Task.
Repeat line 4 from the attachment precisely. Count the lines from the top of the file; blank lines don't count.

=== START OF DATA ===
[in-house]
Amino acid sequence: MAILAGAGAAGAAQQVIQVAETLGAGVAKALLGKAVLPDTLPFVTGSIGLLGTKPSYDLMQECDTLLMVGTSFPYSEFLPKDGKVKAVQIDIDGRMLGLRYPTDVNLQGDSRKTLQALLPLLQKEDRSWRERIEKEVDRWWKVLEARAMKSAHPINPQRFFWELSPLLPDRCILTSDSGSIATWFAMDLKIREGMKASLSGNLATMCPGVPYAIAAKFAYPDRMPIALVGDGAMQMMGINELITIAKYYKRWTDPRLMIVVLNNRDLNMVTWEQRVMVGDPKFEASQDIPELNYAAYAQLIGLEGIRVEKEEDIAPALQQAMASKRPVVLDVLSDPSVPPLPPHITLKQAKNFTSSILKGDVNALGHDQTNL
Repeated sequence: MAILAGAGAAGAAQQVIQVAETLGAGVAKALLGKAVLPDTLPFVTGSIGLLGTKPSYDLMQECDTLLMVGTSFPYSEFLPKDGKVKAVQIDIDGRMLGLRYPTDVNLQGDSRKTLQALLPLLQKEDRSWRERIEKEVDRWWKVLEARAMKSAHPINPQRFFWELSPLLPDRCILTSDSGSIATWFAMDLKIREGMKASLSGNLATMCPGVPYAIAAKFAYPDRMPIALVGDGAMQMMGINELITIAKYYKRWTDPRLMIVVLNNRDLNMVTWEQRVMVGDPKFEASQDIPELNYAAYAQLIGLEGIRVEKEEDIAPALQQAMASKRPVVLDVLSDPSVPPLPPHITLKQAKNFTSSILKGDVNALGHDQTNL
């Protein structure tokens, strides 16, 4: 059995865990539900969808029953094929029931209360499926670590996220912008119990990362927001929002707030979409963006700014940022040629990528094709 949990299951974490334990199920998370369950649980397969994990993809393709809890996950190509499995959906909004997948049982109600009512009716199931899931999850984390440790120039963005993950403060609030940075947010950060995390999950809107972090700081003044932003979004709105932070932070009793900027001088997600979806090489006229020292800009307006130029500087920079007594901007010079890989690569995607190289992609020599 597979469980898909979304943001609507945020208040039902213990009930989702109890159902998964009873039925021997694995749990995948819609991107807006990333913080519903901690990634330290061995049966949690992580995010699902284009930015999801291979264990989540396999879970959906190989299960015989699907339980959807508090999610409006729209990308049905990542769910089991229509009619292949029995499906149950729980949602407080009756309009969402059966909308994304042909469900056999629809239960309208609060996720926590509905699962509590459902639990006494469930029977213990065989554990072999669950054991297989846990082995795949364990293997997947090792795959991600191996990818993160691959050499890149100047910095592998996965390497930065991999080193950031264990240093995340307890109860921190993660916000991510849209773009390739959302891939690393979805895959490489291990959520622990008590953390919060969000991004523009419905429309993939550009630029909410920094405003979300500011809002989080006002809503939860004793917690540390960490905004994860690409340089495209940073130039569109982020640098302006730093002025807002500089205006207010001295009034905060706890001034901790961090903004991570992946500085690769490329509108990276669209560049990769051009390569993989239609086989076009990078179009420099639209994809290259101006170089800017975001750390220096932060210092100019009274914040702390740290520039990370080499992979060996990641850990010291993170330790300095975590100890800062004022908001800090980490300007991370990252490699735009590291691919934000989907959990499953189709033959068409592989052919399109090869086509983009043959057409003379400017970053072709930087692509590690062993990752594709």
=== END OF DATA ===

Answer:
């Protein structure tokens, strides 16, 4: 059995865990539900969808029953094929029931209360499926670590996220912008119990990362927001929002707030979409963006700014940022040629990528094709 949990299951974490334990199920998370369950649980397969994990993809393709809890996950190509499995959906909004997948049982109600009512009716199931899931999850984390440790120039963005993950403060609030940075947010950060995390999950809107972090700081003044932003979004709105932070932070009793900027001088997600979806090489006229020292800009307006130029500087920079007594901007010079890989690569995607190289992609020599 597979469980898909979304943001609507945020208040039902213990009930989702109890159902998964009873039925021997694995749990995948819609991107807006990333913080519903901690990634330290061995049966949690992580995010699902284009930015999801291979264990989540396999879970959906190989299960015989699907339980959807508090999610409006729209990308049905990542769910089991229509009619292949029995499906149950729980949602407080009756309009969402059966909308994304042909469900056999629809239960309208609060996720926590509905699962509590459902639990006494469930029977213990065989554990072999669950054991297989846990082995795949364990293997997947090792795959991600191996990818993160691959050499890149100047910095592998996965390497930065991999080193950031264990240093995340307890109860921190993660916000991510849209773009390739959302891939690393979805895959490489291990959520622990008590953390919060969000991004523009419905429309993939550009630029909410920094405003979300500011809002989080006002809503939860004793917690540390960490905004994860690409340089495209940073130039569109982020640098302006730093002025807002500089205006207010001295009034905060706890001034901790961090903004991570992946500085690769490329509108990276669209560049990769051009390569993989239609086989076009990078179009420099639209994809290259101006170089800017975001750390220096932060210092100019009274914040702390740290520039990370080499992979060996990641850990010291993170330790300095975590100890800062004022908001800090980490300007991370990252490699735009590291691919934000989907959990499953189709033959068409592989052919399109090869086509983009043959057409003379400017970053072709930087692509590690062993990752594709």